‘Around the World in Freighty Ways’

August 4, 2014 — Leave a comment

I found the following book review on AllAboutShipping.co.uk and I’m sure the featured book will appeal to many of you associated with shipping, containers and trade in general.Around the World in Freighty Ways

A unique first-hand account of the inner workings of globalisation from the heady days of manic growth in the noughties, Around the World in Freighty Ways is a personal travelogue with a difference. Covering over 50,000 miles with not a flight in sight, Gavin van Marle’s anthology puts into perspective the unsung heroes of world trade, the simple shipping container and the freight people who move them throughout the world.

The urge to travel is irresistible for those who have it in their genes. For Gavin and his equally restless wife Alex, what better way to slake their thirst to explore the wide horizons than to take a three-year honeymoon around the globe. If more justification for such a noble quest was required, they would report on the wondrous and rapid developments in freight transport that were occurring between 2002 and 2005.

The result is this compilation of articles, columns and thoughtful opinions entitled Around the World in Freighty Ways, which is published today by Right River Press Ltd., of London.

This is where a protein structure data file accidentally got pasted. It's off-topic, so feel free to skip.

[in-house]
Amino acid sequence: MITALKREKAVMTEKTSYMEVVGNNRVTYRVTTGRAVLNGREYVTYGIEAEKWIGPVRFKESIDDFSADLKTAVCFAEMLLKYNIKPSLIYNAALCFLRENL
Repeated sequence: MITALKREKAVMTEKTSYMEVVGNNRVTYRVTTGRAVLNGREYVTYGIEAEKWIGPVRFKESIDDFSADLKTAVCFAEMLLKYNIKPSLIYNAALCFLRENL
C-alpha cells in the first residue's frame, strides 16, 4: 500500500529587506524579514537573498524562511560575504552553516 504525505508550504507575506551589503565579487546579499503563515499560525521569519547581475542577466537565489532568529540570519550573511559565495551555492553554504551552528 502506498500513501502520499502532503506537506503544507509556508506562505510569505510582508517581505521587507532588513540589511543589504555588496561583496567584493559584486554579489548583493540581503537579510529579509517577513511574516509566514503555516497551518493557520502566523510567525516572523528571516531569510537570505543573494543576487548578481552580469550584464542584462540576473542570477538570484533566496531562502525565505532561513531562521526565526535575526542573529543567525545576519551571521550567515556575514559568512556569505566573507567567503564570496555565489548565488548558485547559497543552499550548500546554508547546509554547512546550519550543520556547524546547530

Both Gavin and Alex are professional journalists and have extensive experience in the freight industry. Their travels brought much insight into the varied and often ingenious ways the freight industry coped with, and indeed facilitated, the remarkable expansion of trade and economic growth between 2002 and 2005. As Gavin comments, “The humble container has done for globalisation what Alexander Graham Bell did for the internet – made it possible.”

The couple’s adventures however encompass not just freight experiences but also a variety of tales and a breadth of encounters that enable an astute, insightful and sometimes irreverent view on bureaucratic incompetence and political ineptitude. Many are laced with passionate descriptions of social inequality and gallant struggles for survival.

However, it is the similarity of basic human characteristics that shine through time and again as the episodes unfurl. As Gavin points out, it may in fact be the good fortune of people whose business it is to move freight around the world to recognise that, “Regardless of nationality, the vast majority of people share the same ambitions, hopes and fears, and that for most, joy and contentment comes simply from being nice to each other.”

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